Mucking McLane
WSOP rail - A southern belle, Shirley Williams and former champs is republished from Online.CasinoCity.com.
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Best of Ryan McLane
Ryan McLane

Ryan McLane was a poker reporter for Casino City. Although he has a strong background in reporting, the same can't be said for his poker skills. He has never won a major tournament nor is he a professional player. He applied for this job thinking it was a joke, only to find it out that it's true, people will pay you to write about poker. His favorite word is ridiculous.

After receiving his BA in History from Stonehill College in Easton, MA, he somehow ended up freelance reporting for a couple years before being deployed to Operation Iraqi Freedom III with the Massachusetts National Guard. He's back now and is a strong advocate of the phrase "God Bless America."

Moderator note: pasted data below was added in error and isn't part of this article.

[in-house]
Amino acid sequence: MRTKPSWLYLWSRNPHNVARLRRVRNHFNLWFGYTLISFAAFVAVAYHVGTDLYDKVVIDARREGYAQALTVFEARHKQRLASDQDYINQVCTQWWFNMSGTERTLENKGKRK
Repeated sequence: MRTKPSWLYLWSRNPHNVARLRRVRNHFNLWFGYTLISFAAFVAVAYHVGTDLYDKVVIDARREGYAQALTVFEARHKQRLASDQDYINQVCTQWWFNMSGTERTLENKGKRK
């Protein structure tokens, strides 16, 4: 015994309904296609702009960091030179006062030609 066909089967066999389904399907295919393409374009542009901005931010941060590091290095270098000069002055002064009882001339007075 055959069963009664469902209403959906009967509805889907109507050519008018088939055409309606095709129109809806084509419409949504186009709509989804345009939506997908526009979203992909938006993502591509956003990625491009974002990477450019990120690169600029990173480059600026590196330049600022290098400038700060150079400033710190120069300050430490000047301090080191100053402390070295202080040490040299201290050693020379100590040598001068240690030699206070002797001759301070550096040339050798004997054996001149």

Currently, Ryan lives in Boston and occasionally makes international treks to cover tournament poker and news. Feature writing is his passion and there is no need to ask for his opinion, he'll probably offer it first - free of charge.
Ryan McLane
Ryan McLane was a poker reporter for Casino City. Although he has a strong background in reporting, the same can't be said for his poker skills. He has never won a major tournament nor is he a professional player. He applied for this job thinking it was a joke, only to find it out that it's true, people will pay you to write about poker. His favorite word is ridiculous.

After receiving his BA in History from Stonehill College in Easton, MA, he somehow ended up freelance reporting for a couple years before being deployed to Operation Iraqi Freedom III with the Massachusetts National Guard. He's back now and is a strong advocate of the phrase "God Bless America."

Currently, Ryan lives in Boston and occasionally makes international treks to cover tournament poker and news. Feature writing is his passion and there is no need to ask for his opinion, he'll probably offer it first - free of charge.